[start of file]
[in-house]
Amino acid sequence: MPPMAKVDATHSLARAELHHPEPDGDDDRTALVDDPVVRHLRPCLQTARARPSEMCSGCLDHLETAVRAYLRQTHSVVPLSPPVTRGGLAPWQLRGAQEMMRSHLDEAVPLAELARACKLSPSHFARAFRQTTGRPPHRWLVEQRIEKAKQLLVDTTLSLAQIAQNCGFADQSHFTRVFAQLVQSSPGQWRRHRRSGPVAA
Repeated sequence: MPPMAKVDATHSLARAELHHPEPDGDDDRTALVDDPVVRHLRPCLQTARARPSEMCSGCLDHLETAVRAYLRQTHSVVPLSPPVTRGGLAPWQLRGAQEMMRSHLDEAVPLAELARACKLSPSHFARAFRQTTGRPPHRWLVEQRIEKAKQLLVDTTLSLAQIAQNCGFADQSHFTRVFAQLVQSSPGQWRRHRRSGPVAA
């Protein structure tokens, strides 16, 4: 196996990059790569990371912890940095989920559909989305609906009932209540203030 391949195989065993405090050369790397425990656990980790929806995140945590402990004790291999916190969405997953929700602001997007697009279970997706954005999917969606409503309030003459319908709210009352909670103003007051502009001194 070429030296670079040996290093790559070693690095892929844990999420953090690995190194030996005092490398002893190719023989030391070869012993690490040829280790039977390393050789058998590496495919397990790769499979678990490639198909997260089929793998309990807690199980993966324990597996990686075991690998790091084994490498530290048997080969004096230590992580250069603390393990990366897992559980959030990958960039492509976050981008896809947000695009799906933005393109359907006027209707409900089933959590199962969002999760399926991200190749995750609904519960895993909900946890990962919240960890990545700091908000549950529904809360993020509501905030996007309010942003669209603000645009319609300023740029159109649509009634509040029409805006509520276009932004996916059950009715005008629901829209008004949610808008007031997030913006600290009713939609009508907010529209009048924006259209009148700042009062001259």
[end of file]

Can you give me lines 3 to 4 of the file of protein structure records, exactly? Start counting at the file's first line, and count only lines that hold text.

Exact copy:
Repeated sequence: MPPMAKVDATHSLARAELHHPEPDGDDDRTALVDDPVVRHLRPCLQTARARPSEMCSGCLDHLETAVRAYLRQTHSVVPLSPPVTRGGLAPWQLRGAQEMMRSHLDEAVPLAELARACKLSPSHFARAFRQTTGRPPHRWLVEQRIEKAKQLLVDTTLSLAQIAQNCGFADQSHFTRVFAQLVQSSPGQWRRHRRSGPVAA
């Protein structure tokens, strides 16, 4: 196996990059790569990371912890940095989920559909989305609906009932209540203030 391949195989065993405090050369790397425990656990980790929806995140945590402990004790291999916190969405997953929700602001997007697009279970997706954005999917969606409503309030003459319908709210009352909670103003007051502009001194 070429030296670079040996290093790559070693690095892929844990999420953090690995190194030996005092490398002893190719023989030391070869012993690490040829280790039977390393050789058998590496495919397990790769499979678990490639198909997260089929793998309990807690199980993966324990597996990686075991690998790091084994490498530290048997080969004096230590992580250069603390393990990366897992559980959030990958960039492509976050981008896809947000695009799906933005393109359907006027209707409900089933959590199962969002999760399926991200190749995750609904519960895993909900946890990962919240960890990545700091908000549950529904809360993020509501905030996007309010942003669209603000645009319609300023740029159109649509009634509040029409805006509520276009932004996916059950009715005008629901829209008004949610808008007031997030913006600290009713939609009508907010529209009048924006259209009148700042009062001259």